In particular, retailers have already begun investing in IoT hardware, including Bluetooth beacons and radio frequency ID (RFID) tags that allow them to send information to them in-store and keep a tab on stock and price levels, respectively.
Read more . . .

How will your DSR handle all that new, differently structured data? (Hint – it won’t!)
Contact us today to discover how Vortisieze analytics can bring this, and many more, types of data to your analytics package.

Source: Retailers to increase IoT spend fourfold by 2020 to US$2.5bn

#BigData
#CPG
#CPGMarketing

#TechnologyInRetailIndustry

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Here Are the #CPG Brands Men and Women Trust Most | What Can #CPGMarketers Learn?

Interesting read.

Results are based on a survey of nearly 89,000 U.S. consumers age 15 and older in June and July of this year. Each respondent rated 40 randomly selected brands, and each brand received about 1,000 ratings. (A few months ago, Harris Poll released research about non-CPG products and services. In that study, top brands included Subway—before the revelations about pitchman Jared Fogle—and Target, despite the company’s high-profile data breach in 2013.)
Overlaps on the CPG lists underscore a key societal insight: Some responsibilities and activities, and the products associated with them, are no longer viewed as mainly the domain of one gender or another.
“Family backyard barbecues [Reynolds] and family bumps and scrapes [Band-Aid, Neosporin] are becoming gender-neutral domains,” de Vere said. “If I were a brand manager or advertising executive, I would be really intrigued to understand whether or not men and women see different benefits in some of these overlapping brands.”
Marketers should keep in mind that “brand choice for both men and women is emotional and rational,” he said, and strive to understand consumer motivation on both levels as they construct campaigns.

Top-10 Most Trusted CPG Brands for Men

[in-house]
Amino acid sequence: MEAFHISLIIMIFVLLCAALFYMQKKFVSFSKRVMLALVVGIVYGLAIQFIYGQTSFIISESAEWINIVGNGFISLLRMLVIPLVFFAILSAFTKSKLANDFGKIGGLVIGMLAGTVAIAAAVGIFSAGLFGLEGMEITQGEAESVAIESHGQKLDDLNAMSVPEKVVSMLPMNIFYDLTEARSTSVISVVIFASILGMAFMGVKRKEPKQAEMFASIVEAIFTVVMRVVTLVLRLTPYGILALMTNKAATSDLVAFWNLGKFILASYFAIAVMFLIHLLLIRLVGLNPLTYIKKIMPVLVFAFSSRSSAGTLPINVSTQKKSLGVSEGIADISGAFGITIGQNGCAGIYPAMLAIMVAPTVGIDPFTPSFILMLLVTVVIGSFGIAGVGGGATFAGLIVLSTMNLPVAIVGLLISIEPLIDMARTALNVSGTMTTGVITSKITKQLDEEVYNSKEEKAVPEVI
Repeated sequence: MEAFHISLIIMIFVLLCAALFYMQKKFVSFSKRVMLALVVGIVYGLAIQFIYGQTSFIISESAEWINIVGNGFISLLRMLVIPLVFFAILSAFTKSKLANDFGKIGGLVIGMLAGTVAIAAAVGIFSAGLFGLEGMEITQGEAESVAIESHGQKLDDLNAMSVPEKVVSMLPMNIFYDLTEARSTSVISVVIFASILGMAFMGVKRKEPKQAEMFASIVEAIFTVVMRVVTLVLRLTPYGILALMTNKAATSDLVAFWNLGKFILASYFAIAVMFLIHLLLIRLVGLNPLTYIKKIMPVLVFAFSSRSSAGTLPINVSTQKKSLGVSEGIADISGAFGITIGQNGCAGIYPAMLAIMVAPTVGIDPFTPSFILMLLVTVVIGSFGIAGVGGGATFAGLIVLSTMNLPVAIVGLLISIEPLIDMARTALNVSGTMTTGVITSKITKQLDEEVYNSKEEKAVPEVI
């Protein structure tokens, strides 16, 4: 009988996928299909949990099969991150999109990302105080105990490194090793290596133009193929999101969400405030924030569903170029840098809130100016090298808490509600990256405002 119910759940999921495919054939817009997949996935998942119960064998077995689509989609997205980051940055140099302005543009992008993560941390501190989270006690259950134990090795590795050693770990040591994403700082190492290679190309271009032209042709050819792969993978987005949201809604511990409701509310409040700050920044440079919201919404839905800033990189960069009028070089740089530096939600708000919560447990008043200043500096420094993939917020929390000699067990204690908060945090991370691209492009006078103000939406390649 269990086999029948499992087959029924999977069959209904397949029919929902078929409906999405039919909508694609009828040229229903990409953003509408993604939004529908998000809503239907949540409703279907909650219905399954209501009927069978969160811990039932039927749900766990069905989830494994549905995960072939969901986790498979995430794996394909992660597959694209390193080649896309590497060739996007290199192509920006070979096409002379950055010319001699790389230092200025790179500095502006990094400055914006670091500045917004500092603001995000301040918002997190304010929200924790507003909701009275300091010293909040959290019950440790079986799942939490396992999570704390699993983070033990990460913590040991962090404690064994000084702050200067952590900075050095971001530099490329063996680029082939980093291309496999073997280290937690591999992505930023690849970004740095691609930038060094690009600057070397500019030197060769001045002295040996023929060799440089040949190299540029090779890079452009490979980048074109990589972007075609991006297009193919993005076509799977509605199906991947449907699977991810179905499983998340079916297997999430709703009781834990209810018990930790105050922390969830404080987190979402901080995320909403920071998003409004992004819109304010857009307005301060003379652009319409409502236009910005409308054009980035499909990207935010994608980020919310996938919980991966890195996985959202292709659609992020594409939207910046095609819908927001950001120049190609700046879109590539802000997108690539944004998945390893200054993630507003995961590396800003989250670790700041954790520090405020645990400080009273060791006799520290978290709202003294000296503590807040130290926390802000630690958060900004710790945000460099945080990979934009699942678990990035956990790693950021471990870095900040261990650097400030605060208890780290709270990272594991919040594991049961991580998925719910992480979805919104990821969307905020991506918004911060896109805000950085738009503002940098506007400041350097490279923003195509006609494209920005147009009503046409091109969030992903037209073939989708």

1. Band-Aid Adhesive Bandages
  2. Heinz Ketchup
  3. Neosporin Antiseptic
  4. Reynolds Aluminum Foil
  5. Duracell Batteries
  6. Ticonderoga Pencils
  7. Glenlivet Single Malt Scotch Whisky
  8. Energizer Batteries
  9. Ghirardelli Chocolate
  10. Scotch Tape

Top-10 Most Trusted CPG Brands for Women

  1. Ziploc Food Storage Bags
  2. Band-Aid Adhesive Bandages
  3. Reynolds Aluminum Foil
  4. Neosporin Antiseptic
  5. Dawn Dish Soap
  6. Kleenex Facial Tissues
  7. Sharpie Markers
  8. Q-Tips
  9. Clorox Bleach
  10. Tide Laundry Detergent

What can CPG marketers learn from this?  This data could be useful overlaid with other data in a big data analytics tool.

Contact us today for a complimentary consultation.

 

Source:  Here Are the CPG Brands Men and Women Trust Most

#BigData
#BigDataAnalytics
#CategoryManagers
#CPG
#CPGMarketing

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Drawing the Wrong Conclusion: Why #BigData Alone Is An Inadequate Source Of #CustomerIntelligence | #CPG

Naturally, anytime an article’s headline is about Big Data I take notice.  And especially so when it claims to tell my why Big Data is inadequate.

So after digesting this information, please allow my a couple of minutes to discuss why the author totally missed the mark on, and the point of, big data.

He makes three main points.  As he puts it, “Here are three reasons why a lot of investments in big data fail to deliver ROI.

  • Most companies don’t know how to use big data for strategic decisions.

Companies need to learn how to manage information, analyze it in ways that advance their understanding of its customers, and then act intelligently in response to new insights.